Can A Cold Or Flu Medicines Cause Toothache?

Once again, it’s that time of year. It’s the time of year when cold and flu viruses are spreading like wildfire. Even if you make every effort to avoid contracting one, you may find yourself locked up at home with a warm blanket and a box of tissues sooner or later. You could employ a range of therapies to deal with your problems, but will they harm your teeth? When you have a cold or the flu, your whole body, including your teeth, may feel sore.

Let’s take a look at how they may harm your smile and what you can do to preserve your dental health throughout the cold and flu season.

When I Have the Flu, Why Do My Teeth Hurt?

When patients have congestion from a cold, flu, or sinus infection, they may feel pressure in their upper teeth or even the roof of their mouth, which may cause pain. This is due to the fact that the region is swollen, exerting pressure on that part of your face.

Pediatric Dentist Indianapolis IN enlists some recommendations and reasons are as follow:


Antihistamines may help you get through the day without sniffling, but they can also dry out your mouth because they dry out your nasal passages. You’re more likely to have tooth decay and foul breath if you don’t have enough saliva to wash away dangerous germs and food particles. Antihistamines may be counteracted by drinking lots of water and sucking on sugar-free candies to increase saliva production.

Cough Drops and Lozenges for a Sore Throat

Cough drops and sore throat lozenges are simply sweets with medical properties; most brands have a lot of sugar in them. Constantly swallowing cough drops or sore throat lozenges exposes your teeth to sugar for extended periods of time, allowing the sugar to interact with the bacteria in your mouth and cause considerable plaque buildup. Cough drops and lozenges that are sugar-free are the best choice. If you do decide to utilize sugary types, be sure to wash your teeth thoroughly.

Nasal Decongestants

Decongestants help dry up the tissues in a runny nose, but too much usage during cold and flu season may cause dry lips. Reduced saliva flow encourages the development of germs in the mouth, increasing your risk of gingivitis and tooth decay.

Make sure to remain hydrated by drinking lots of water to fight dry mouth. Humidifiers are also essential, particularly in Kamloops’ dry environment. They help alleviate dry tissues by adding moisture to the air.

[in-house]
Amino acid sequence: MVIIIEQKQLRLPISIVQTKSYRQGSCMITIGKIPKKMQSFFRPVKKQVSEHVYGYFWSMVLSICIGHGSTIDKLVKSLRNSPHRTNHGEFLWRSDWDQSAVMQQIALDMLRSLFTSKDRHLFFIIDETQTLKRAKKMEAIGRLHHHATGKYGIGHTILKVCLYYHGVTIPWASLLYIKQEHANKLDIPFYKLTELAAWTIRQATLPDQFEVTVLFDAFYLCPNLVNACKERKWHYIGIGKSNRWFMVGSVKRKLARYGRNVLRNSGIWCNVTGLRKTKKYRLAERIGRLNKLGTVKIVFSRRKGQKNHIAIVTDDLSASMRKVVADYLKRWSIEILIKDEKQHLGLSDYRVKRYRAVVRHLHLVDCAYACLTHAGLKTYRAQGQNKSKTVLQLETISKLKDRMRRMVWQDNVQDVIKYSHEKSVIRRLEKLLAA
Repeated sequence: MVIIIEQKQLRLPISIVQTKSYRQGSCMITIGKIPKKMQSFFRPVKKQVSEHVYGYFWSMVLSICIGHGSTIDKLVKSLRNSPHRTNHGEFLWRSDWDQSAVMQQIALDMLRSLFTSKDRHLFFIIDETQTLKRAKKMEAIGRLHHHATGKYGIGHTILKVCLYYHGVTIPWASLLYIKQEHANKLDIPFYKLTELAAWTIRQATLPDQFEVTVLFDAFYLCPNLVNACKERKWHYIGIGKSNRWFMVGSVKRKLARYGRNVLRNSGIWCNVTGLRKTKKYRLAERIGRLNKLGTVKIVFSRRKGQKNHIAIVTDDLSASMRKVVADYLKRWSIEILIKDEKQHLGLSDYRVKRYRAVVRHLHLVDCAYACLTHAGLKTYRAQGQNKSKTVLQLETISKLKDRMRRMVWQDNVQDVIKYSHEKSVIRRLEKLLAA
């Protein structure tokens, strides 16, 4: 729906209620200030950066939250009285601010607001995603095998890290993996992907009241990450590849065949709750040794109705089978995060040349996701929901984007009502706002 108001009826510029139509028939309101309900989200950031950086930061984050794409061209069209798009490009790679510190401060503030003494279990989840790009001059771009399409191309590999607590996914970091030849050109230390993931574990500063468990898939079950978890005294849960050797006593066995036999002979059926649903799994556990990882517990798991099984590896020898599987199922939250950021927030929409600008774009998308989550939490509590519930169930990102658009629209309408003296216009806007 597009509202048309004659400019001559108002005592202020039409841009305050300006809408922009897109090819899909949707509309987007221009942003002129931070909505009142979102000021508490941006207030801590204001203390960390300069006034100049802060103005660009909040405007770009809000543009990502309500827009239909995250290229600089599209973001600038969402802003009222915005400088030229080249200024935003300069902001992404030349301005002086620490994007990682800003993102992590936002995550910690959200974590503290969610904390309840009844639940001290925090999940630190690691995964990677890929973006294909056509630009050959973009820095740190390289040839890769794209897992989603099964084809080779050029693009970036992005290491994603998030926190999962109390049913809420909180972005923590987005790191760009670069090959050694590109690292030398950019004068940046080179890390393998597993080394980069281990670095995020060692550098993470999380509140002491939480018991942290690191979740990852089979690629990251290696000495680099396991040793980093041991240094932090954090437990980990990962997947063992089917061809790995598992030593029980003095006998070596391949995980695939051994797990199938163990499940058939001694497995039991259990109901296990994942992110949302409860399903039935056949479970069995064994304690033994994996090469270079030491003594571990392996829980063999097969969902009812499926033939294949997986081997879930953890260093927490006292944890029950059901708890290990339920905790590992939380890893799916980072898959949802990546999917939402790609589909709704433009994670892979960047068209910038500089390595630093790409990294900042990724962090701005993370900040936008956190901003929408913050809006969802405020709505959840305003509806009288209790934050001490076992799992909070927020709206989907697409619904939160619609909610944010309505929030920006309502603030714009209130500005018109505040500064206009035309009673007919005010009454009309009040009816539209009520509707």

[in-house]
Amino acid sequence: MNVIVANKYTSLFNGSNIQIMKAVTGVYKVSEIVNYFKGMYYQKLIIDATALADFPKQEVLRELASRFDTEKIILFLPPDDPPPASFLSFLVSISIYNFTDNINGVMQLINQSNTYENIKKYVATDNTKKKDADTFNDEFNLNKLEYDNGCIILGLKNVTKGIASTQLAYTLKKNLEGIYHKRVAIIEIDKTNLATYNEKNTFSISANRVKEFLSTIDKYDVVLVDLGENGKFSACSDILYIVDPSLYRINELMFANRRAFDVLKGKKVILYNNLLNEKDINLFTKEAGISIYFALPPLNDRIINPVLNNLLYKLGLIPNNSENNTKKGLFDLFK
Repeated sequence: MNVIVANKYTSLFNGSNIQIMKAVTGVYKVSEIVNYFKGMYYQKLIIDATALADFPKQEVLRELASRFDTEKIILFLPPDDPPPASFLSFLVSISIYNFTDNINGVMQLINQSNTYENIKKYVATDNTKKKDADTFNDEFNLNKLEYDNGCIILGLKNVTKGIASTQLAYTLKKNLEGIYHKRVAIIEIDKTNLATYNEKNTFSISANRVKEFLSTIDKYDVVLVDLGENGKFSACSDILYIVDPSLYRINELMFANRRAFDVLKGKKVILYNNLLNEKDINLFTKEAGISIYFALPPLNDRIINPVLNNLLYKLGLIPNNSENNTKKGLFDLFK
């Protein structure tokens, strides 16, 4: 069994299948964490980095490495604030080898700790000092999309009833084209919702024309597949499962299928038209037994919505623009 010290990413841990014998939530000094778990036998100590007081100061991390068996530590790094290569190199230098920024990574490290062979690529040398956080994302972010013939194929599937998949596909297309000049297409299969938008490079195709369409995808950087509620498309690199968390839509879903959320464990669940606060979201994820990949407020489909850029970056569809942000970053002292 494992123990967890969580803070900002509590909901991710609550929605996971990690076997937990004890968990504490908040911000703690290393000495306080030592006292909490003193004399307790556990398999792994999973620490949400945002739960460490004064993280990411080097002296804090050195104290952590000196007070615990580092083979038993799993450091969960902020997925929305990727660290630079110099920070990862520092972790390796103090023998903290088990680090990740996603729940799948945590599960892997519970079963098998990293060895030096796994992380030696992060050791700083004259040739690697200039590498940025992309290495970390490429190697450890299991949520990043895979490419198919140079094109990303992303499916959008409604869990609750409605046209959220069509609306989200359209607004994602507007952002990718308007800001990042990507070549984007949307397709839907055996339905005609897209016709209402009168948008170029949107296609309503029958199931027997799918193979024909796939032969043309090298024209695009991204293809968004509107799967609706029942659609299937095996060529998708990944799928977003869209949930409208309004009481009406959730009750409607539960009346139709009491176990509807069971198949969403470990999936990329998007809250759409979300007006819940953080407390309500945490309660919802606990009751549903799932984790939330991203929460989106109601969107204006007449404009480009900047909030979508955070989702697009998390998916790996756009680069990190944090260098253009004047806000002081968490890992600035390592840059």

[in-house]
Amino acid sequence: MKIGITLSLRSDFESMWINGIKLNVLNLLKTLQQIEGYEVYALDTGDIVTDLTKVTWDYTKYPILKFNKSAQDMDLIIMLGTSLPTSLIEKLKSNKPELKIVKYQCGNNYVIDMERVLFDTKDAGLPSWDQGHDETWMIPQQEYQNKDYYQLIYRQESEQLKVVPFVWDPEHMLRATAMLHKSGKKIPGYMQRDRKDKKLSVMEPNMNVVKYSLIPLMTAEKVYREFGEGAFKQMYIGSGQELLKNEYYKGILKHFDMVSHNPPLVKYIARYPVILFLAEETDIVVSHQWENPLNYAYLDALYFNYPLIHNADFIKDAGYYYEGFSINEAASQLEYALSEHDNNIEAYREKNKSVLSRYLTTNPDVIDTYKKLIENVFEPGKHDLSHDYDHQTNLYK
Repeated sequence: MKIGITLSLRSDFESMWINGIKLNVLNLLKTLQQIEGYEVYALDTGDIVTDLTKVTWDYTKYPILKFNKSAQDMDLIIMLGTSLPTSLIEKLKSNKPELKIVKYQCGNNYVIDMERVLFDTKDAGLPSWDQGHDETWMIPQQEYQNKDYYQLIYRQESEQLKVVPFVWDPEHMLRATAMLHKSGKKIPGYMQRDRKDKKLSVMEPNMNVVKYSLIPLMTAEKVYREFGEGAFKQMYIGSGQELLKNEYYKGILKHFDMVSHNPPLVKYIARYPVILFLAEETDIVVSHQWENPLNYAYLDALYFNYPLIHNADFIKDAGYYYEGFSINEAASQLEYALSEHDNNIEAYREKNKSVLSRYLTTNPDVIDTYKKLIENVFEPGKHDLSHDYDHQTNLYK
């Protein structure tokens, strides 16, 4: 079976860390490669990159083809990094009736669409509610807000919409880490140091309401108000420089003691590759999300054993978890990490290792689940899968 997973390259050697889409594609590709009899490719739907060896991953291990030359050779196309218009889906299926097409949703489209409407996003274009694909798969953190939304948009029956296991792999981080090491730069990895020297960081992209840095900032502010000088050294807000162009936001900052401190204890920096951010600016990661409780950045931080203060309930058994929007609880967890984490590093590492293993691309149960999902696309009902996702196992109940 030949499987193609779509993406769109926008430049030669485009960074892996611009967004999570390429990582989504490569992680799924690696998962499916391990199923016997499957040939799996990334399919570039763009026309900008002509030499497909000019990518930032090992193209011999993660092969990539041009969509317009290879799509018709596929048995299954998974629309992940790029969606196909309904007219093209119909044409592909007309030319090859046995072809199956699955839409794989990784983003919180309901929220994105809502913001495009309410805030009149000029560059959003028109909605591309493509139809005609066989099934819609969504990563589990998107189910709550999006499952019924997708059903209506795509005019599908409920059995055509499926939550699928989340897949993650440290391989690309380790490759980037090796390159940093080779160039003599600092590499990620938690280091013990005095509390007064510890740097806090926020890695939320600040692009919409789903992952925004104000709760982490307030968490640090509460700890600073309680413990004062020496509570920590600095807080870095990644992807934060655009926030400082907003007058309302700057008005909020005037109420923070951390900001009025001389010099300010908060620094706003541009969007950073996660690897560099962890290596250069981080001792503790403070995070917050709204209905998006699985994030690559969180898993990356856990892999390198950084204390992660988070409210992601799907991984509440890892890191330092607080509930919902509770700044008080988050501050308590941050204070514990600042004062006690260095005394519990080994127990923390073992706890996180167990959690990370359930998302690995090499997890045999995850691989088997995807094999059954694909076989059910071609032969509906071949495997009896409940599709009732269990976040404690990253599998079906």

Cough Syrup

In my fight against cold and flu symptoms, cough syrup is a must-have. These drugs, on the other hand, often include sugar to assist cover the unpleasant taste. These sticky substances will coat your teeth, perhaps causing tooth rot. Also, keep an eye out for drugs that include alcohol, since they can restrict saliva flow and make it more difficult to brush your teeth.

Instead of liquids, consider tablets or gel caps wherever feasible. Because children have a hard time swallowing tablets, give them the medication before a meal so that the increased saliva flow from eating will assist wash away the sugar coating.

Orange Juice

When individuals are feeling under the weather, they often resort to orange juice or other citrus drinks. These drinks’ acidity may actually weaken and harm your teeth enamel. Orange juice, on the other hand, is high in vitamin C, which may assist your immune system fight disease.

What is the solution? Try to drink all of your orange juice in one sitting so that you can clean your teeth afterwards to eliminate the sugar and acid. Drink plenty of water throughout the day and orange juice around mealtime. You may also obtain calcium-rich juice, which helps to build your enamel.

When it comes to cold and flu season, don’t allow the remedy become a problem in and of itself. Use these suggestions to remain healthy during winter and maintain a healthy grin.


Sugar is often used in cough syrup and liquid cold treatments. Sugar coats your teeth and contributes to tooth decay. They may also include alcohol, which may dry out the mouth and cause further issues. Liquid drugs should be avoided in favor of gel caps or tablets.


What is your go-to beverage when you’re feeling down? Orange juice may appeal to you since it is strong in vitamin C, which is beneficial to your immune system. Perhaps you like to drink different varieties of tea to ease your throat and speed up your recuperation. Be careful with everything you consume throughout your sick period. Because orange juice is fairly sweet, it is advisable to consume it in moderation and to consume it fast rather than drinking it over the day. Tea is acidic, so don’t drink too much of it and avoid adding sugar or honey to it. And, of course, maintain a high level of dental hygiene.


Whenever you get a cold or the flu, drink tea consistently to help calm my throat. Tea, on the other hand, is erosive and softens the strong enamel layer, making you more susceptible to decay and tooth wear.

A sufficient amount of Vitamin C, according to Children Dental Indianapolis IN, can heal any cold. It also helps to strengthen the immune system throughout the cold and flu season. Citrus foods and drinks, on the other hand, are acidic and weaken enamel.

The best strategy is to consume these beverages with a straw at mealtimes, minimize the amount of sweets in your tea, and drink plenty of water throughout the day. It’s also vital to brush thoroughly, but wait 30 minutes for the enamel to set once again.

Maintain A Healthy Oral Hygiene Routine

Stick to your normal brushing and flossing practice even if you don’t feel like it during the cold and flu season. they promise you’ll heal quicker and your teeth will be better protected. Also, once you’re feeling better, replace your toothbrush since viruses and germs may remain.